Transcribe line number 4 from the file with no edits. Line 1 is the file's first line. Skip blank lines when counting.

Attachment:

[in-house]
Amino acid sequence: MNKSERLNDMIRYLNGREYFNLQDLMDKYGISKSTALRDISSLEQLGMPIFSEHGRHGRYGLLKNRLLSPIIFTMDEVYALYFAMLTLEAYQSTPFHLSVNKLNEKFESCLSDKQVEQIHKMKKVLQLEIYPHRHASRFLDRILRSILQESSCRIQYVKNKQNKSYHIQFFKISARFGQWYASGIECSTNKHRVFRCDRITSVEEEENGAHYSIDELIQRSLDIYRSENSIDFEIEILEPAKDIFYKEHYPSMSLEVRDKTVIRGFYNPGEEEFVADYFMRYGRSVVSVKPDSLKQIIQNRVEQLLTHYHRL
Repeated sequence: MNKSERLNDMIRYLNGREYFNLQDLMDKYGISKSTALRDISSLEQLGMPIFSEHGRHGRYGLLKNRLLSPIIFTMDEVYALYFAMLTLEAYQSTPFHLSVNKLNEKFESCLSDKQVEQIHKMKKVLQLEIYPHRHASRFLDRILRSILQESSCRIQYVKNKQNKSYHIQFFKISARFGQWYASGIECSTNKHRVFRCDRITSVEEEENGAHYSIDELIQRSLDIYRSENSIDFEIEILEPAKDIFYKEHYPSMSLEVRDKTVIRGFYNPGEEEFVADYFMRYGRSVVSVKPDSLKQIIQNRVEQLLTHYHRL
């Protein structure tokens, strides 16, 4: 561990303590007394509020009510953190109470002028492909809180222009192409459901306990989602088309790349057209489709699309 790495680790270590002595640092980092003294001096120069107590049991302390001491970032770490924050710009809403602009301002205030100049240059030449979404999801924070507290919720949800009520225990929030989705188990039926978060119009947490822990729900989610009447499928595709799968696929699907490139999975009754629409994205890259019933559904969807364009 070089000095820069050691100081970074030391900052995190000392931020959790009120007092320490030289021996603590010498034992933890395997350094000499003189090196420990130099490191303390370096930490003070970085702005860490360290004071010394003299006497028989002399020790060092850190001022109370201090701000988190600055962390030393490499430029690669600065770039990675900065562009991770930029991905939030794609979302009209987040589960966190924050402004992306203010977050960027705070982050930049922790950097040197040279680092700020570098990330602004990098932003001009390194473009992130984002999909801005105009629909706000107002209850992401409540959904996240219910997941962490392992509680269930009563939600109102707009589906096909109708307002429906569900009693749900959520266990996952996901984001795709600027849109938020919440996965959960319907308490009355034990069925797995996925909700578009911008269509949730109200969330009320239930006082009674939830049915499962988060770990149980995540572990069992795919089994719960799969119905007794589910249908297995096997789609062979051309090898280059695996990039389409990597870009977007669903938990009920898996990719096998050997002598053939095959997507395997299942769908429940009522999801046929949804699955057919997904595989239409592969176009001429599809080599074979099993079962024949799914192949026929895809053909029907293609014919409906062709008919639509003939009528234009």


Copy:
């Protein structure tokens, strides 16, 4: 561990303590007394509020009510953190109470002028492909809180222009192409459901306990989602088309790349057209489709699309 790495680790270590002595640092980092003294001096120069107590049991302390001491970032770490924050710009809403602009301002205030100049240059030449979404999801924070507290919720949800009520225990929030989705188990039926978060119009947490822990729900989610009447499928595709799968696929699907490139999975009754629409994205890259019933559904969807364009 070089000095820069050691100081970074030391900052995190000392931020959790009120007092320490030289021996603590010498034992933890395997350094000499003189090196420990130099490191303390370096930490003070970085702005860490360290004071010394003299006497028989002399020790060092850190001022109370201090701000988190600055962390030393490499430029690669600065770039990675900065562009991770930029991905939030794609979302009209987040589960966190924050402004992306203010977050960027705070982050930049922790950097040197040279680092700020570098990330602004990098932003001009390194473009992130984002999909801005105009629909706000107002209850992401409540959904996240219910997941962490392992509680269930009563939600109102707009589906096909109708307002429906569900009693749900959520266990996952996901984001795709600027849109938020919440996965959960319907308490009355034990069925797995996925909700578009911008269509949730109200969330009320239930006082009674939830049915499962988060770990149980995540572990069992795919089994719960799969119905007794589910249908297995096997789609062979051309090898280059695996990039389409990597870009977007669903938990009920898996990719096998050997002598053939095959997507395997299942769908429940009522999801046929949804699955057919997904595989239409592969176009001429599809080599074979099993079962024949799914192949026929895809053909029907293609014919409906062709008919639509003939009528234009």